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How do I change this parameter type?

Posted on 2011-09-22
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Last Modified: 2012-05-12
is there a way to make this program use CaseInsensitiveCompare<T> cmp as the second parameter in line 9 of the code below? It seems like my compare method won't work in line 10 if I change the parameter. Does my second parameter in findMax have to be Comparator<T> cmp?
import java.util.Comparator;

public class FunctionObject {
    public static void main(String[] args) {
      String [] arr = {"zebra", "alligator"};
      System.out.println(findMax(arr, new CaseInsensitiveCompare()));
    }

    public static <T> T findMax(T [] arr, Comparator<T> cmp){
        if(cmp.compare(arr[1], arr[0]) > 0)
            return arr[1];
        return arr[0];}
}

class CaseInsensitiveCompare implements Comparator<String>{
   public int compare(String lhs, String rhs){
      return lhs.compareToIgnoreCase(rhs);}
}

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Question by:shampouya
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19 Comments
 
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Expert Comment

by:for_yan
ID: 36583256
Your compare method would not work as
method
compareToIgnoreCase
is defined only for String, so it wil complain - makes sense

If you define some your own interface which
implements thios method and say <T extends thisIntrfaceName>
then it shoudl work
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Author Comment

by:shampouya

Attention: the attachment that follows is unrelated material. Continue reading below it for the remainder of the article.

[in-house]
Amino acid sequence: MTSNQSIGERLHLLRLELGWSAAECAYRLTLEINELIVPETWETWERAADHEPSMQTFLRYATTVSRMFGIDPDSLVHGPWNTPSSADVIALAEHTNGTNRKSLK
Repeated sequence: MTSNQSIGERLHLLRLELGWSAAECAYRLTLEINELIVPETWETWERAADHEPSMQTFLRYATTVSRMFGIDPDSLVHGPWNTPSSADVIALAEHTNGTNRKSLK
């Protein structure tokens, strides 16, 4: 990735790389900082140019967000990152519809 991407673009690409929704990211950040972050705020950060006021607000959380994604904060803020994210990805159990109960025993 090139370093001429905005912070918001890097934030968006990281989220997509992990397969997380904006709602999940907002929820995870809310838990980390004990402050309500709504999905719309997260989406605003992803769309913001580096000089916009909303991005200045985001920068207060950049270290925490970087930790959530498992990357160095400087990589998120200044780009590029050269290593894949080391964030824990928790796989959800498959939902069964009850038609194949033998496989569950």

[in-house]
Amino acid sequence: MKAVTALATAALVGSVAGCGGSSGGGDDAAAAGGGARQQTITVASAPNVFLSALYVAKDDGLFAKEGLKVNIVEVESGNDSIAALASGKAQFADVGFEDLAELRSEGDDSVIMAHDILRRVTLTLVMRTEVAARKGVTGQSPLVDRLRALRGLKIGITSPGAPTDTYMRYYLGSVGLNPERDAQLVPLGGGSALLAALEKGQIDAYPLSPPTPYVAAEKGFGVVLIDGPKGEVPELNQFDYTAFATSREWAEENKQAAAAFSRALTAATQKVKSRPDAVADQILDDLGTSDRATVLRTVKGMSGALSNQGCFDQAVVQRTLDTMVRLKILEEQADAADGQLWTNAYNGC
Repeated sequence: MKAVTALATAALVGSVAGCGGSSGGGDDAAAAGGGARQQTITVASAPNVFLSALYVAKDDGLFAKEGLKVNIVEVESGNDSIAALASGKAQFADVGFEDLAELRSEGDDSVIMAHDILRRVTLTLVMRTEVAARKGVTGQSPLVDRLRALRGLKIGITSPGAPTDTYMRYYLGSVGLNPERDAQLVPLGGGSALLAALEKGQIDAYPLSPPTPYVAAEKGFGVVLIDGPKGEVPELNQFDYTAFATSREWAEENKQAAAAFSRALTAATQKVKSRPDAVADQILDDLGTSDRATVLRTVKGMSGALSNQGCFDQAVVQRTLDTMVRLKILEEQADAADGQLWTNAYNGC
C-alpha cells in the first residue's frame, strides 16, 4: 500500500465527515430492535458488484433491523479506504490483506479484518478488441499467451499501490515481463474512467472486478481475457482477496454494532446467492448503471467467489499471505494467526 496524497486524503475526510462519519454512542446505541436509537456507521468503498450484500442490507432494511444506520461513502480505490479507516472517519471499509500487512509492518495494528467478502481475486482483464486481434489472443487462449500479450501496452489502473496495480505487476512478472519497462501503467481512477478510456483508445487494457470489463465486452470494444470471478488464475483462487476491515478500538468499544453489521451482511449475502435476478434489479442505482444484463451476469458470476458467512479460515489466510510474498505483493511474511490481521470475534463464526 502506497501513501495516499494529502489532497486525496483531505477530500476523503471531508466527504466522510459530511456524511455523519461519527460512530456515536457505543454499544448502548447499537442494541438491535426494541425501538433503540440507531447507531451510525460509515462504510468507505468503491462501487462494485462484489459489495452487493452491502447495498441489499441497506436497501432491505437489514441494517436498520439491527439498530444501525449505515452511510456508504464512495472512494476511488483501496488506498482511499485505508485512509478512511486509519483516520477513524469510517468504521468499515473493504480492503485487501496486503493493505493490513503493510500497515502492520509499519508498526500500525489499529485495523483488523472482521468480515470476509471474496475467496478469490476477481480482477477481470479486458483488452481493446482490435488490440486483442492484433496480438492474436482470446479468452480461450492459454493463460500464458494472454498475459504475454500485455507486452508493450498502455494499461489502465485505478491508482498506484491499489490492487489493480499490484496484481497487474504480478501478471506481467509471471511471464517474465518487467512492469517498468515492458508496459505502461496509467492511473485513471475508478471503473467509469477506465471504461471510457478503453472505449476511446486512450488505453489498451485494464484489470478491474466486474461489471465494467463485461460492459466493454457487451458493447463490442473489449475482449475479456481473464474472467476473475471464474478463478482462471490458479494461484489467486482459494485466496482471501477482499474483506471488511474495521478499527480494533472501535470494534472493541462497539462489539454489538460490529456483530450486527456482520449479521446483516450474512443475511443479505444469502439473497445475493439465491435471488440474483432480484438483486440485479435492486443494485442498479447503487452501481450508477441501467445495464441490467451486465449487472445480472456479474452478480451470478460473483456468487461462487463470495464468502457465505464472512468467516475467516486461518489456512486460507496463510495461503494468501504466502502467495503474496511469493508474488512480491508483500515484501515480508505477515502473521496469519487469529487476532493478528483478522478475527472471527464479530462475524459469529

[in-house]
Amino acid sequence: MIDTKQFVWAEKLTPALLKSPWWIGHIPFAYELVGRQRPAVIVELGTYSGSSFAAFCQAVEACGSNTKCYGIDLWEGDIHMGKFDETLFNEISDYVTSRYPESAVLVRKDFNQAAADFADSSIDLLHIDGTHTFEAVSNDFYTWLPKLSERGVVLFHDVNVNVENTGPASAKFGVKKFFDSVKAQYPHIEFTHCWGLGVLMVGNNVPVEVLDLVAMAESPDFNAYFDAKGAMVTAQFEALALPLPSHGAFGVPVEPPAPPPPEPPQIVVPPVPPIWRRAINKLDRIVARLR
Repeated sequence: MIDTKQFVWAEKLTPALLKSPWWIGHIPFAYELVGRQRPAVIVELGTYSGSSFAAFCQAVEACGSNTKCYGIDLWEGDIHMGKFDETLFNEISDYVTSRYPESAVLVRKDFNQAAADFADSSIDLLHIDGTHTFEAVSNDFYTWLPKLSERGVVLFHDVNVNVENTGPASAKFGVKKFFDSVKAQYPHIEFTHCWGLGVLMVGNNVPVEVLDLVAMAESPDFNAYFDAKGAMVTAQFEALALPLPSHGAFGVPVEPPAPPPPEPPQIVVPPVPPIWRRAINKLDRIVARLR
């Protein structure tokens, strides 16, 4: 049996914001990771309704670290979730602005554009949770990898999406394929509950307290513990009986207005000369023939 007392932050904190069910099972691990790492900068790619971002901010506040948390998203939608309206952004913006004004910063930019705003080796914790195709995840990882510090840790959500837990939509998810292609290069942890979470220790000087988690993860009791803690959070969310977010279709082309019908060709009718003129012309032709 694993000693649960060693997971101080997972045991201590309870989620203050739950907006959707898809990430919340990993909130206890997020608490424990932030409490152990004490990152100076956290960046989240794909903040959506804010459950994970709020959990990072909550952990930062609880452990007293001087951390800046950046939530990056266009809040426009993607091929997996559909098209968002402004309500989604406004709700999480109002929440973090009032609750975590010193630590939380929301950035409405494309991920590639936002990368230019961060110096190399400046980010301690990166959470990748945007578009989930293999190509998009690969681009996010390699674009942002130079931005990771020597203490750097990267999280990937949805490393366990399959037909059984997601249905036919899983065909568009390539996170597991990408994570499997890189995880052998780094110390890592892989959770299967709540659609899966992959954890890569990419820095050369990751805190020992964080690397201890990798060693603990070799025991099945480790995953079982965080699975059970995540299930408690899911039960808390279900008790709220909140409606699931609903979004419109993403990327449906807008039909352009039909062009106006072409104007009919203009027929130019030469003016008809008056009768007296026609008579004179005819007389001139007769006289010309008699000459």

ID: 36583338
So once I define my own interface, then my method would work like this?

public static <T> T findMax(T [] arr, CaseInsensitiveCompare <T extends myInterface> cmp) {}
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Expert Comment

by:for_yan
ID: 36583373
It will work, but the poroblem will be that you will not be able to
apply it to use it with String directly like that
System.out.println(findMax(arr, new CaseInsensitiveCompare<String>()));

because compiler does not know that String implements MyInterface
so you'll have to package your Strings in some custom wrapper class
which you'll declare will implement MyInterface

So it is probably leave it as it is, not to make the situation too complicated

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Author Comment

by:shampouya
ID: 36583390
Ok, and is there a simple way to make this program capable of comparing two integers or two strings?
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Expert Comment

by:for_yan
ID: 36583469
This one works as you want:

import java.util.Comparator;

class CaseInsensitiveCompare<AnyType extends MyInterface<AnyType>> implements Comparator<AnyType>
{
   public int compare(AnyType lhs, AnyType rhs){
      // return 1;
      return lhs.compareToIgnoreCase(rhs);
   }
}

class TestProgram
{
   public static void main(String [] args){
      MyClass [] arr = {new MyClass("ZEBRA"), new MyClass("alligator"), new MyClass("crocodile")};


	  System.out.println(findMax(arr, new CaseInsensitiveCompare<MyClass> ()));
	}

    public static <AnyType extends MyInterface<AnyType>> AnyType findMax(AnyType [] arr, CaseInsensitiveCompare <AnyType> cmp)
    {
       int maxIndex = 0;

	   for(int i = 1; i < arr.length; i++){
	      if(cmp.compare(arr[i], arr[maxIndex]) > 0){
	         maxIndex = i;
	      }
		  }
	   return arr[maxIndex];
   }
}

interface MyInterface<T> {

    int compareToIgnoreCase(T o);
}




class MyClass implements MyInterface<MyClass>{
    String s;
    MyClass(String s){
        this.s = s;
    }

   public   int compareToIgnoreCase(MyClass c){
          return s.compareToIgnoreCase(c.toString());

      }


    public String toString(){
        return s;
    }
}

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Output:

ZEBRA

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Expert Comment

by:for_yan
ID: 36583604
I think the program  its original from (befire MyInterface) if you change compareToIgnoreCase()
to compareTo() then it will wotk for both String and Integer
but with CompareToIgnoreCase() it cannot work as Integer does not implement this method
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Author Comment

by:shampouya
ID: 36583696
Oh ok, do you have the code in its original form so that it would accept String and Integer, without MyInterface?